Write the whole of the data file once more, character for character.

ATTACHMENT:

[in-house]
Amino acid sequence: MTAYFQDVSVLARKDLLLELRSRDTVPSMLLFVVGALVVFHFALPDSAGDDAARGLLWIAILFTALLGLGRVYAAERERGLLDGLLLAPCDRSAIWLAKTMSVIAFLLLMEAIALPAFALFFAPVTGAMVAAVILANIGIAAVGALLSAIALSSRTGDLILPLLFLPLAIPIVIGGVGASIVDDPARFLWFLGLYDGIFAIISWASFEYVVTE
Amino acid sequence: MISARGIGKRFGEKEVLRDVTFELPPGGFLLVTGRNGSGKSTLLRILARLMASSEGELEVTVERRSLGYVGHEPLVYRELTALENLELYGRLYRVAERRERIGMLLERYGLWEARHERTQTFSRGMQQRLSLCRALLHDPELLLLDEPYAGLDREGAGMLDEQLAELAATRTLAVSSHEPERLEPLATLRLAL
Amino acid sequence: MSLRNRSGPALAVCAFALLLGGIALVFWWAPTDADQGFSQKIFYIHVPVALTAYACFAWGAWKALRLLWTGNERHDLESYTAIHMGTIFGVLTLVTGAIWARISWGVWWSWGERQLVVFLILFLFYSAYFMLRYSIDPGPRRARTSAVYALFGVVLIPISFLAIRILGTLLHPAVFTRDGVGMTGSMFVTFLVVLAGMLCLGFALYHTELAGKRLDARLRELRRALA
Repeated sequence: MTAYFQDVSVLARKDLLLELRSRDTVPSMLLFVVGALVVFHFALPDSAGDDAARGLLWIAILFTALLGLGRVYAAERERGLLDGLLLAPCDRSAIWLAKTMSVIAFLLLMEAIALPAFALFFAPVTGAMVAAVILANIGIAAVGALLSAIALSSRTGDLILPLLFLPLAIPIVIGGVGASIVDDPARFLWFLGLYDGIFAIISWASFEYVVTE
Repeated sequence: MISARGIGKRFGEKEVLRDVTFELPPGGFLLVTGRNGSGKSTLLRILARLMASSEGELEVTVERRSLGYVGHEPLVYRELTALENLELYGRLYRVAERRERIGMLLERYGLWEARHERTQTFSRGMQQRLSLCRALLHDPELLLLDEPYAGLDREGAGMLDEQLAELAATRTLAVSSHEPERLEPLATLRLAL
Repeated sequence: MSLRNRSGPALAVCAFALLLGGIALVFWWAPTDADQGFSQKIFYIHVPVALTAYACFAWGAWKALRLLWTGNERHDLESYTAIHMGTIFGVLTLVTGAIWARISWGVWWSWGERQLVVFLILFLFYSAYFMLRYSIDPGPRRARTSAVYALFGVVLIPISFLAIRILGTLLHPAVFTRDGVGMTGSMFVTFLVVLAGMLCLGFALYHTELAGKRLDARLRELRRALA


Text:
[in-house]
Amino acid sequence: MTAYFQDVSVLARKDLLLELRSRDTVPSMLLFVVGALVVFHFALPDSAGDDAARGLLWIAILFTALLGLGRVYAAERERGLLDGLLLAPCDRSAIWLAKTMSVIAFLLLMEAIALPAFALFFAPVTGAMVAAVILANIGIAAVGALLSAIALSSRTGDLILPLLFLPLAIPIVIGGVGASIVDDPARFLWFLGLYDGIFAIISWASFEYVVTE
Amino acid sequence: MISARGIGKRFGEKEVLRDVTFELPPGGFLLVTGRNGSGKSTLLRILARLMASSEGELEVTVERRSLGYVGHEPLVYRELTALENLELYGRLYRVAERRERIGMLLERYGLWEARHERTQTFSRGMQQRLSLCRALLHDPELLLLDEPYAGLDREGAGMLDEQLAELAATRTLAVSSHEPERLEPLATLRLAL
Amino acid sequence: MSLRNRSGPALAVCAFALLLGGIALVFWWAPTDADQGFSQKIFYIHVPVALTAYACFAWGAWKALRLLWTGNERHDLESYTAIHMGTIFGVLTLVTGAIWARISWGVWWSWGERQLVVFLILFLFYSAYFMLRYSIDPGPRRARTSAVYALFGVVLIPISFLAIRILGTLLHPAVFTRDGVGMTGSMFVTFLVVLAGMLCLGFALYHTELAGKRLDARLRELRRALA
Repeated sequence: MTAYFQDVSVLARKDLLLELRSRDTVPSMLLFVVGALVVFHFALPDSAGDDAARGLLWIAILFTALLGLGRVYAAERERGLLDGLLLAPCDRSAIWLAKTMSVIAFLLLMEAIALPAFALFFAPVTGAMVAAVILANIGIAAVGALLSAIALSSRTGDLILPLLFLPLAIPIVIGGVGASIVDDPARFLWFLGLYDGIFAIISWASFEYVVTE
Repeated sequence: MISARGIGKRFGEKEVLRDVTFELPPGGFLLVTGRNGSGKSTLLRILARLMASSEGELEVTVERRSLGYVGHEPLVYRELTALENLELYGRLYRVAERRERIGMLLERYGLWEARHERTQTFSRGMQQRLSLCRALLHDPELLLLDEPYAGLDREGAGMLDEQLAELAATRTLAVSSHEPERLEPLATLRLAL
Repeated sequence: MSLRNRSGPALAVCAFALLLGGIALVFWWAPTDADQGFSQKIFYIHVPVALTAYACFAWGAWKALRLLWTGNERHDLESYTAIHMGTIFGVLTLVTGAIWARISWGVWWSWGERQLVVFLILFLFYSAYFMLRYSIDPGPRRARTSAVYALFGVVLIPISFLAIRILGTLLHPAVFTRDGVGMTGSMFVTFLVVLAGMLCLGFALYHTELAGKRLDARLRELRRALA